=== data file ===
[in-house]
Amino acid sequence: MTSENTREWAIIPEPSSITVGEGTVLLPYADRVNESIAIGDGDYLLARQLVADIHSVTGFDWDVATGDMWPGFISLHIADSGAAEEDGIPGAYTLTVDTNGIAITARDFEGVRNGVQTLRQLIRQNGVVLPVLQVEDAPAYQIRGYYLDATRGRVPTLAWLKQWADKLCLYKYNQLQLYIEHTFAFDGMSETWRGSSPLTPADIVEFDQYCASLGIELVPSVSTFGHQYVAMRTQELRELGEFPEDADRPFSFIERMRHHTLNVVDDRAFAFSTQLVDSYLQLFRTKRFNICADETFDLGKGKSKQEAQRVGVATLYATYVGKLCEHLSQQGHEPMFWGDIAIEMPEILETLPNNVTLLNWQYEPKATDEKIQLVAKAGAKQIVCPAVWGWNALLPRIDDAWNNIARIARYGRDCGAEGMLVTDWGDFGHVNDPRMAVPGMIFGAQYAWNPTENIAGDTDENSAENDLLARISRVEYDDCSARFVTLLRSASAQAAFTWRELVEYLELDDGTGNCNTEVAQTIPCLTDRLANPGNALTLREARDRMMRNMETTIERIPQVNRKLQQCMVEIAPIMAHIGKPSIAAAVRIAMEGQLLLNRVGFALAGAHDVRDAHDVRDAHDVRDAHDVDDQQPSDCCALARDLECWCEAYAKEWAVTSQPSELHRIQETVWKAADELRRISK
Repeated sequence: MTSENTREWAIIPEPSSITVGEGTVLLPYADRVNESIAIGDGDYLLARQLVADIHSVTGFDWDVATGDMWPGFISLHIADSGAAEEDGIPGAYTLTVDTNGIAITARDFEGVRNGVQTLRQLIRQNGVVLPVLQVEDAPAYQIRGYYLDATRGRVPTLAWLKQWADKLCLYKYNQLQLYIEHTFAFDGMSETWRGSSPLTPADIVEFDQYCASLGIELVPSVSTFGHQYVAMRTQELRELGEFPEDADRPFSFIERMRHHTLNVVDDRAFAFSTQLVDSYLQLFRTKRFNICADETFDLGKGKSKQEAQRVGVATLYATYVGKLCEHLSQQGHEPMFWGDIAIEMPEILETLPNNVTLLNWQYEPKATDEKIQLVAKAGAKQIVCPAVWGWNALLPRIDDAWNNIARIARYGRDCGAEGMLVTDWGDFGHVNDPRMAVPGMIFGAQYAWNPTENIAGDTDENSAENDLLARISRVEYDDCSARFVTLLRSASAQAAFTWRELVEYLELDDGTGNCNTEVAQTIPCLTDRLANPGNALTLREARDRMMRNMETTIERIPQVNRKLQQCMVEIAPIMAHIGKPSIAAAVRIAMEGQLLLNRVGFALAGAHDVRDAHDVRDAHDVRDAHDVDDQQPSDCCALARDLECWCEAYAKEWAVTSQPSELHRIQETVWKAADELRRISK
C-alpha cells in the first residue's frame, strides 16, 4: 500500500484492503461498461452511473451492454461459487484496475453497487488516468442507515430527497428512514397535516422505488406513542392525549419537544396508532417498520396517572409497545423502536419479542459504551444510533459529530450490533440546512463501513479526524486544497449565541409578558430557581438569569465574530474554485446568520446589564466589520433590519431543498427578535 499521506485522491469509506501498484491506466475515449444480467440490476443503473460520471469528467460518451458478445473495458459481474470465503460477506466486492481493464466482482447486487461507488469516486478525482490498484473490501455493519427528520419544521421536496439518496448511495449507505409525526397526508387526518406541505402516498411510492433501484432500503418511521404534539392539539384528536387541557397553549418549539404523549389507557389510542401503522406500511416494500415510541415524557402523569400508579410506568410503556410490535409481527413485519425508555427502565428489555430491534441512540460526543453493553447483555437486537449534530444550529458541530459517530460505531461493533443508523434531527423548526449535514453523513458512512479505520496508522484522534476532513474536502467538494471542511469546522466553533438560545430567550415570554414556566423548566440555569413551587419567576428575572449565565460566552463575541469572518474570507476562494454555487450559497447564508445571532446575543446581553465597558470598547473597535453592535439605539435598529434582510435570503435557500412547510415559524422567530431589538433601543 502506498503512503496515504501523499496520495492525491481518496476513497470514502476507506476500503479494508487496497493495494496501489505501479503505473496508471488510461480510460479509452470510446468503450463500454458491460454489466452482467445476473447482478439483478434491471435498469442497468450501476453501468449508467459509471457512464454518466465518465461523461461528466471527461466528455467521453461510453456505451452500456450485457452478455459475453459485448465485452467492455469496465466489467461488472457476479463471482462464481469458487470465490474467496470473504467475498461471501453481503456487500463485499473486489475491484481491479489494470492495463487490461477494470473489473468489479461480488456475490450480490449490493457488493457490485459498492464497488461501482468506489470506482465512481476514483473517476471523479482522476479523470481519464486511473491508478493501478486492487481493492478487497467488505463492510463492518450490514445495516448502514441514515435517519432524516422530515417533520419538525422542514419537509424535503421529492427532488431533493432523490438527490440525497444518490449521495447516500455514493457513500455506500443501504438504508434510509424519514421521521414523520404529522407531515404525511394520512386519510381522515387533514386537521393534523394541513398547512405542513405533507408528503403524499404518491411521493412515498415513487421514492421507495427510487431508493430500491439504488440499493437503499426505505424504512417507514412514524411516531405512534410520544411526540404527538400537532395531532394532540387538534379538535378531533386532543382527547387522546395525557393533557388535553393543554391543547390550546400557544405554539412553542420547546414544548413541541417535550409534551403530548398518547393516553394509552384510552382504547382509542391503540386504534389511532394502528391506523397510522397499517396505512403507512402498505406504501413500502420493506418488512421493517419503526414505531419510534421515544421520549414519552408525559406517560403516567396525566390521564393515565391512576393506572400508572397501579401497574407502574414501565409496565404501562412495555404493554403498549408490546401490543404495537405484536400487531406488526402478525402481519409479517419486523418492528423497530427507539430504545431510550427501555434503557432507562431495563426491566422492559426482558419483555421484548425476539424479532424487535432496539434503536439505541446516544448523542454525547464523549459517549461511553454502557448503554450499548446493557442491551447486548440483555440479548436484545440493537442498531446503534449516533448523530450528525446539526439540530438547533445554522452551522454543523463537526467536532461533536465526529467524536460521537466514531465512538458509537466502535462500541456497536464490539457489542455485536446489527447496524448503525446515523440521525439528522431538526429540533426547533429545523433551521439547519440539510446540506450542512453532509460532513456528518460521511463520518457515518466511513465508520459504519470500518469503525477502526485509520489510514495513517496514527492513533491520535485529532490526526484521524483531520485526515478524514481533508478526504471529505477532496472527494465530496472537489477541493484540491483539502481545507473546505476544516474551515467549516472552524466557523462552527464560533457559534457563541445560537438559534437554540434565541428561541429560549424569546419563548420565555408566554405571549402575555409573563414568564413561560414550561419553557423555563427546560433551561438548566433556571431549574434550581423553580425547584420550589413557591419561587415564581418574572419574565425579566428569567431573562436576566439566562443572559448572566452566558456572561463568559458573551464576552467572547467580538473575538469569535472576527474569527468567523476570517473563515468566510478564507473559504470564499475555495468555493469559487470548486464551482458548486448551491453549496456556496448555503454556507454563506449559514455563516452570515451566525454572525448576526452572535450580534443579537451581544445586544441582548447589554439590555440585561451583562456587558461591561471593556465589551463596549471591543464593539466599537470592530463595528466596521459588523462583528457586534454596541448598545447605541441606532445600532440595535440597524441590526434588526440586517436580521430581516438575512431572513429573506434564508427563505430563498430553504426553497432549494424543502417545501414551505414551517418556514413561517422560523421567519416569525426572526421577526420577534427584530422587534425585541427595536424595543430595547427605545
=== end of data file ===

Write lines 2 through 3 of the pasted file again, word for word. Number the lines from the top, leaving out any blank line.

Amino acid sequence: MTSENTREWAIIPEPSSITVGEGTVLLPYADRVNESIAIGDGDYLLARQLVADIHSVTGFDWDVATGDMWPGFISLHIADSGAAEEDGIPGAYTLTVDTNGIAITARDFEGVRNGVQTLRQLIRQNGVVLPVLQVEDAPAYQIRGYYLDATRGRVPTLAWLKQWADKLCLYKYNQLQLYIEHTFAFDGMSETWRGSSPLTPADIVEFDQYCASLGIELVPSVSTFGHQYVAMRTQELRELGEFPEDADRPFSFIERMRHHTLNVVDDRAFAFSTQLVDSYLQLFRTKRFNICADETFDLGKGKSKQEAQRVGVATLYATYVGKLCEHLSQQGHEPMFWGDIAIEMPEILETLPNNVTLLNWQYEPKATDEKIQLVAKAGAKQIVCPAVWGWNALLPRIDDAWNNIARIARYGRDCGAEGMLVTDWGDFGHVNDPRMAVPGMIFGAQYAWNPTENIAGDTDENSAENDLLARISRVEYDDCSARFVTLLRSASAQAAFTWRELVEYLELDDGTGNCNTEVAQTIPCLTDRLANPGNALTLREARDRMMRNMETTIERIPQVNRKLQQCMVEIAPIMAHIGKPSIAAAVRIAMEGQLLLNRVGFALAGAHDVRDAHDVRDAHDVRDAHDVDDQQPSDCCALARDLECWCEAYAKEWAVTSQPSELHRIQETVWKAADELRRISK
Repeated sequence: MTSENTREWAIIPEPSSITVGEGTVLLPYADRVNESIAIGDGDYLLARQLVADIHSVTGFDWDVATGDMWPGFISLHIADSGAAEEDGIPGAYTLTVDTNGIAITARDFEGVRNGVQTLRQLIRQNGVVLPVLQVEDAPAYQIRGYYLDATRGRVPTLAWLKQWADKLCLYKYNQLQLYIEHTFAFDGMSETWRGSSPLTPADIVEFDQYCASLGIELVPSVSTFGHQYVAMRTQELRELGEFPEDADRPFSFIERMRHHTLNVVDDRAFAFSTQLVDSYLQLFRTKRFNICADETFDLGKGKSKQEAQRVGVATLYATYVGKLCEHLSQQGHEPMFWGDIAIEMPEILETLPNNVTLLNWQYEPKATDEKIQLVAKAGAKQIVCPAVWGWNALLPRIDDAWNNIARIARYGRDCGAEGMLVTDWGDFGHVNDPRMAVPGMIFGAQYAWNPTENIAGDTDENSAENDLLARISRVEYDDCSARFVTLLRSASAQAAFTWRELVEYLELDDGTGNCNTEVAQTIPCLTDRLANPGNALTLREARDRMMRNMETTIERIPQVNRKLQQCMVEIAPIMAHIGKPSIAAAVRIAMEGQLLLNRVGFALAGAHDVRDAHDVRDAHDVRDAHDVDDQQPSDCCALARDLECWCEAYAKEWAVTSQPSELHRIQETVWKAADELRRISK